At a holiday party guests were telling horror stories about recognition done badly. I hope you’ve never been on either side of recognition like these examples.
A lady with over twenty-five years of service with her organization was presented with her very expensive and well-made twenty-five year award with much less than fanfare and recognition. Her boss delivered it to her office one day, still in the cardboard box. He sat it on a chair in her office and basically said, here’s your service award, followed by a question about a project the lady was working on.
Here’s another fine example of a recognition faux pas. A sales guy had won two awards in one quarter. One for salesperson of the month and another for salesperson of the quarter. At a sales meeting it was announced that he would receive gift certificates as rewards for these accomplishments. Months later he mentioned to his boss that he never received the gift certificates. The boss suggested that he buy the gift certificates for himself and expense them.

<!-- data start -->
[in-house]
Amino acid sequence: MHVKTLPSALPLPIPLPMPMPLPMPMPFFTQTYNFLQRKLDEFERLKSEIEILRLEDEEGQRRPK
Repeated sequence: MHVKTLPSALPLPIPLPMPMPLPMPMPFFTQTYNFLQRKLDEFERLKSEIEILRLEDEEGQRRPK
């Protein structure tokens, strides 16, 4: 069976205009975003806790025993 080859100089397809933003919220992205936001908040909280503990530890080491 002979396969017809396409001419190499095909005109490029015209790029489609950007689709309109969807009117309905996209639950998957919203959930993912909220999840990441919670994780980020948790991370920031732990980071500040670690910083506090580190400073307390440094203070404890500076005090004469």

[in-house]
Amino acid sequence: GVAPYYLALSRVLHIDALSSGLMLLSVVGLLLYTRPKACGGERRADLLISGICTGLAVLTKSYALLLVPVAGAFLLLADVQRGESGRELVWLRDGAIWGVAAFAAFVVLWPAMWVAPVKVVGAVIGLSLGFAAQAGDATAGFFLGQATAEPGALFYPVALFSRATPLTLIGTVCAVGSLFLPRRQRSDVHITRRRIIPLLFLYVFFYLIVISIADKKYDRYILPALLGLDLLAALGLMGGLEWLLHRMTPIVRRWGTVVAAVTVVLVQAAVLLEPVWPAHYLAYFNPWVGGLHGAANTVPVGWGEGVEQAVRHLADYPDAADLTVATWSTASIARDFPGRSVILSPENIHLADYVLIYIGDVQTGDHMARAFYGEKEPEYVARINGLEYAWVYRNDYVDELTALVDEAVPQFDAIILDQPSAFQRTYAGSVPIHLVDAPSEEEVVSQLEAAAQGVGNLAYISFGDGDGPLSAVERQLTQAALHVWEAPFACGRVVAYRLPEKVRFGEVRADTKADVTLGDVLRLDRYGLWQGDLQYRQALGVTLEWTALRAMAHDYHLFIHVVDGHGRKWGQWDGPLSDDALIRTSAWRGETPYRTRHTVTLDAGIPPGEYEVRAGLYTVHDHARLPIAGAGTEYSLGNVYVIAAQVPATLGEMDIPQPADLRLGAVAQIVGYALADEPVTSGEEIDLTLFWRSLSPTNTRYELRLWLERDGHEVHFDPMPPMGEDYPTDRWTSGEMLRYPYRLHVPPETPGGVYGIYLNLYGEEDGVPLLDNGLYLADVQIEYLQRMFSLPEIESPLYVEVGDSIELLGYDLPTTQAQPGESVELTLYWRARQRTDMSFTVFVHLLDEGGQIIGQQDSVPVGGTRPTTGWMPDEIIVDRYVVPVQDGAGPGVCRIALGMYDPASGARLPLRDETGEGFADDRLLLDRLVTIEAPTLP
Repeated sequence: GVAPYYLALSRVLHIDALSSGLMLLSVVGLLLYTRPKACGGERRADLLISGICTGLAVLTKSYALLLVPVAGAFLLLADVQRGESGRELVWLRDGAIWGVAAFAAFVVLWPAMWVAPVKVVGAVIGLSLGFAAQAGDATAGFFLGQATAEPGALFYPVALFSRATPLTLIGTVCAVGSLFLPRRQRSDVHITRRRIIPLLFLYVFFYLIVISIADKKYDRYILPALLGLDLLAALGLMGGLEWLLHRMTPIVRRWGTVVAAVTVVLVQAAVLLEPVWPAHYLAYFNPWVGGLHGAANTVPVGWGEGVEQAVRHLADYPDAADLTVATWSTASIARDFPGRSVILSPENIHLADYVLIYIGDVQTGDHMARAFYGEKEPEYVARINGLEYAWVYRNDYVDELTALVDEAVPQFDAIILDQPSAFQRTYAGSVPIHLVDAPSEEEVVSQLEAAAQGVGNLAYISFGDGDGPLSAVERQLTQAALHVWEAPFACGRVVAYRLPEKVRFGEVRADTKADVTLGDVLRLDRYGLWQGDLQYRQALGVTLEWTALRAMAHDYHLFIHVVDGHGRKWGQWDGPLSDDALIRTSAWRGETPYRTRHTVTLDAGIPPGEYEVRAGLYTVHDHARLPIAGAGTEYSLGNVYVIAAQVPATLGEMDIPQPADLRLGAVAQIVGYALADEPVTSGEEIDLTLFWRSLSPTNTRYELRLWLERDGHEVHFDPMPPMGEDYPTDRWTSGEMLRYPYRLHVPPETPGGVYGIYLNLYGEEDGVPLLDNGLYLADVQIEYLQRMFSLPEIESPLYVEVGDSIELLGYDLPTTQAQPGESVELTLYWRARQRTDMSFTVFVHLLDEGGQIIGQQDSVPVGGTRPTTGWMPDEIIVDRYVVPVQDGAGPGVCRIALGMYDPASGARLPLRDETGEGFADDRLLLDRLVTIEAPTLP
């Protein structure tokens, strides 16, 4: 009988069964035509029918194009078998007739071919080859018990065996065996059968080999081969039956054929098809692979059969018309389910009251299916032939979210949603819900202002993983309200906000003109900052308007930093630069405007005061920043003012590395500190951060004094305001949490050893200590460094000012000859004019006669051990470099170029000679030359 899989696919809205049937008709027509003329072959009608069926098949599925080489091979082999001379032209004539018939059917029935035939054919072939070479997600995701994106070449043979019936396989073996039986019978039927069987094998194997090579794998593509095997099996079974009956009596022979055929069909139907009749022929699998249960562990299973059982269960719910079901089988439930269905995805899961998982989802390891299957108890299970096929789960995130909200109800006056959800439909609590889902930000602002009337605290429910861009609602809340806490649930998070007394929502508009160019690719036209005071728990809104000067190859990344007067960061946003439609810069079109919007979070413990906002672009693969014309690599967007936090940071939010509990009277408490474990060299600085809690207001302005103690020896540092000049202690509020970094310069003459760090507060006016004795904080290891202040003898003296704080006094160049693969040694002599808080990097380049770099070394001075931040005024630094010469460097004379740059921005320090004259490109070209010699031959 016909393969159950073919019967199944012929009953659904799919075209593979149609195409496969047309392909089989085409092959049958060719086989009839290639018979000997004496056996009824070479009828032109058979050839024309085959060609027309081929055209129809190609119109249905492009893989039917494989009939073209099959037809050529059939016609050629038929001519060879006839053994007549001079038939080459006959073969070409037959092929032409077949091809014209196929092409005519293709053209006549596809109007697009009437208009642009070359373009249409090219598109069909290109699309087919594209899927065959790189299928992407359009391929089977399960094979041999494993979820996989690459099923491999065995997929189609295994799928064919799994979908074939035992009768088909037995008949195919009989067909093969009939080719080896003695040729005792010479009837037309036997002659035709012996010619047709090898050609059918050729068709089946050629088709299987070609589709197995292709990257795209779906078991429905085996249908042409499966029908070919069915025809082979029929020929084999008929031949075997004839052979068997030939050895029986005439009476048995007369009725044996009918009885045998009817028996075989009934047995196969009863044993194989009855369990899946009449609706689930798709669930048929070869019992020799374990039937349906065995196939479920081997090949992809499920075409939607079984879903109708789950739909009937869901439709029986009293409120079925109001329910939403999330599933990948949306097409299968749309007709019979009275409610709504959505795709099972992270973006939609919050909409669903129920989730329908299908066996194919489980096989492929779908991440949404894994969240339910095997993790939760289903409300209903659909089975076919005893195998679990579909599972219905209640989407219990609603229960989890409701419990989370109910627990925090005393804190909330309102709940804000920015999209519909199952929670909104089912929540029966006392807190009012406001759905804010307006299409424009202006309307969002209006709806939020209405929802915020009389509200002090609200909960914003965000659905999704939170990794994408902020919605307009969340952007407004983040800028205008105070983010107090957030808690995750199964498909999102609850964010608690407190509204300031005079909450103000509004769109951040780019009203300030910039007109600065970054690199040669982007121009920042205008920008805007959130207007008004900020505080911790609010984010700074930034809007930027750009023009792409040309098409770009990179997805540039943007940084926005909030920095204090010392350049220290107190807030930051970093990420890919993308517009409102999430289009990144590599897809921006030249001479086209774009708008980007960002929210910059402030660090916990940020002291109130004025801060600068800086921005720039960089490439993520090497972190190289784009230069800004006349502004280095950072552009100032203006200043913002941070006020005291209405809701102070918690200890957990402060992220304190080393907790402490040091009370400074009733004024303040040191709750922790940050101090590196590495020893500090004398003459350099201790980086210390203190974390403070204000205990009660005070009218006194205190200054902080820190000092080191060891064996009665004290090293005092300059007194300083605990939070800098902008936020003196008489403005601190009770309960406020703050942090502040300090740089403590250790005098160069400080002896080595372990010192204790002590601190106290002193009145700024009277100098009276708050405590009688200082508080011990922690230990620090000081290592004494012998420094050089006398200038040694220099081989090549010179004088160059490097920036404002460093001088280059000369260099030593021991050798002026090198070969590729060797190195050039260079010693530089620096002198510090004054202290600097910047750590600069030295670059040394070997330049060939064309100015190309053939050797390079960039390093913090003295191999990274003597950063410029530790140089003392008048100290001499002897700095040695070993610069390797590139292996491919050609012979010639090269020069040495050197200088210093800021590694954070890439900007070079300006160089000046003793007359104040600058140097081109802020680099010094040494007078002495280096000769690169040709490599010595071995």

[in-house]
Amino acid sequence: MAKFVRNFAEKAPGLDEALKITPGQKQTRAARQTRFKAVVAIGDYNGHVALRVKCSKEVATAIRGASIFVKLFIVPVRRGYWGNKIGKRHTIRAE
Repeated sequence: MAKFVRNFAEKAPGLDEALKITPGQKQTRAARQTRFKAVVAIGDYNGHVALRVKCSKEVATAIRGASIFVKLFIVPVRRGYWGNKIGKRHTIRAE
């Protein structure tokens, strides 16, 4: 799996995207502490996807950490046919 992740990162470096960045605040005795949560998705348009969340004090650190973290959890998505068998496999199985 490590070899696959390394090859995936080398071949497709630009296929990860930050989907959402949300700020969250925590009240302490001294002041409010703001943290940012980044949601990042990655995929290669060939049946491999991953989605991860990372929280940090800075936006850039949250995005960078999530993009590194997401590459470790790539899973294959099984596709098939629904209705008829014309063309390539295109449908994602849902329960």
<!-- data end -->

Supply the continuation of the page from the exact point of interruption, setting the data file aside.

Organizations can spend significant time and money developing recognition and reward programs, but they are only as effective as the managers and supervisors who implement them.